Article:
Fear of incest was a major concern in the discussion I referred to. The ones who had shared rooms, however, had never heard of it happening. I searched the literature that I could find on the subject, and it is clear that the only cases where it might happen is when a brother and sister didn't start sharing a room until near or after puberty. In particular, if they had started sharing a room well below the age of five, you could expect zero cases of incest.
It turns out, however, that typical American child rearing practices maximize the chance of incest. A lot of the research didn't ask the right questions, but there is enough to piece together how humans avoid incest, and the Israeli kibbutzim did it perfectly. In studies of them, there were zero marriages between children raised in the same kibbutz. The children, aged up to five, had an hour or two of unsupervised time between waking up and being taken to the communal showers and then getting dressed. They were naked at that time, and sexual play was common.
The research isn't adequate to know whether it was the nudity, the sexual play, or both that did the job, but after they reached puberty they had no sexual interest in each other. They all considered everyone in the kibbutz to be a sibling.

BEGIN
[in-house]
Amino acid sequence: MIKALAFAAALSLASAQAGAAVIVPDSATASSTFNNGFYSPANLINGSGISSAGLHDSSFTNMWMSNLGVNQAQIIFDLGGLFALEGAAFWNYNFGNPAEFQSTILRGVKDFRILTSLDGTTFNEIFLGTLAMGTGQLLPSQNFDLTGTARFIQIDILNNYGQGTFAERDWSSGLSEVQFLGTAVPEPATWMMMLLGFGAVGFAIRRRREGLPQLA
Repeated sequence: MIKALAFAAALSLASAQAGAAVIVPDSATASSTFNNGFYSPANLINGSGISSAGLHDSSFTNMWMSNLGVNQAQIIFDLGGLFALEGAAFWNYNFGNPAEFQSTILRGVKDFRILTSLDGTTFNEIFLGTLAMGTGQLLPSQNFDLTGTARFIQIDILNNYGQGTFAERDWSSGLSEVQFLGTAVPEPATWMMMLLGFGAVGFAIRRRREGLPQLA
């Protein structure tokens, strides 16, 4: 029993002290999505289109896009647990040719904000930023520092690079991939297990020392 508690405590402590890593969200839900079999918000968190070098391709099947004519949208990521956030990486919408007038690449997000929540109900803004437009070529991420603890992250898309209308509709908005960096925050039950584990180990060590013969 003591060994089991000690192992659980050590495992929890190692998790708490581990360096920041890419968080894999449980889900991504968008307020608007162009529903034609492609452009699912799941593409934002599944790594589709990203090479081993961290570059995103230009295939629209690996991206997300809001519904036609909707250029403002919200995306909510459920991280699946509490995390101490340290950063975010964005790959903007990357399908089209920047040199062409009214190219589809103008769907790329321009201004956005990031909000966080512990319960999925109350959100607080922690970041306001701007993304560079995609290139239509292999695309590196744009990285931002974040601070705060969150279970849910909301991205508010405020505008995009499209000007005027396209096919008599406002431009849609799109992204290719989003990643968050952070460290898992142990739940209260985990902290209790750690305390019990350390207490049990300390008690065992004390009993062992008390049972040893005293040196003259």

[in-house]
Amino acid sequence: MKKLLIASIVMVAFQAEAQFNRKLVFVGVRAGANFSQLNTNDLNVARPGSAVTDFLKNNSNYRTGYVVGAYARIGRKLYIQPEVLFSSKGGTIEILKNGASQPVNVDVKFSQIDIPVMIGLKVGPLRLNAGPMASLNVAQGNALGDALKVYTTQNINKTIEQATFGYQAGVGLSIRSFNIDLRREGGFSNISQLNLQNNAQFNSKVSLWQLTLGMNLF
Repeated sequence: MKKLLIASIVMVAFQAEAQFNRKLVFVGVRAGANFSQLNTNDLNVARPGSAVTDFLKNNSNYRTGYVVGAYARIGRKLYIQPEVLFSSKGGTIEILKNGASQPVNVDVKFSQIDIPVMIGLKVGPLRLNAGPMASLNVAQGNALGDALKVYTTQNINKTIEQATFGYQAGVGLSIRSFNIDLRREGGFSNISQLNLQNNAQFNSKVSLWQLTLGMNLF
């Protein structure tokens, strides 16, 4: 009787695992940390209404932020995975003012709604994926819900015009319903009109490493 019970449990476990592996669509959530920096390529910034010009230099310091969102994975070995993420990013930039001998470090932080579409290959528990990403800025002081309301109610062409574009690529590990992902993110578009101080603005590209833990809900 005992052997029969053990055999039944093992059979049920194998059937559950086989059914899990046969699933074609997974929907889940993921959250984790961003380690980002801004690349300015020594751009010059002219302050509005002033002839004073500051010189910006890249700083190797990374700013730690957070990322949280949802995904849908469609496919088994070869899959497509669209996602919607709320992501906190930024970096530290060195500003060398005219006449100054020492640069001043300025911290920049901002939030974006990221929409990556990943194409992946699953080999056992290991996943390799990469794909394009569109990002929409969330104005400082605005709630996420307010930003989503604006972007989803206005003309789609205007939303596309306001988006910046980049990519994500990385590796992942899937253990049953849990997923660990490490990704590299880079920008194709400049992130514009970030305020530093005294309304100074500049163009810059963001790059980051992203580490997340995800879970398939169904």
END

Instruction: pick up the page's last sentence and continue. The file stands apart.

With sexual repression and a bedroom for every child, incest is becoming a problem here, primarily because of the very high rate of birth defects--the chances of at least a mildly harmful defect is over 50%.
But, as I said, as long as they started sharing young, that won't happen.
To answer people like michaela, whose parents didn't destroy their curiosity, althouth I have earned my living in the compuer business, I took a lot of sociology and psychology in college, and got my start in the computer business working for researchers in those fields. So subjects like this came up in my college classes, and they weren't afraid of talking about such things in those days. I understand that today it isn't good for your career to get into things that aren't politically correct.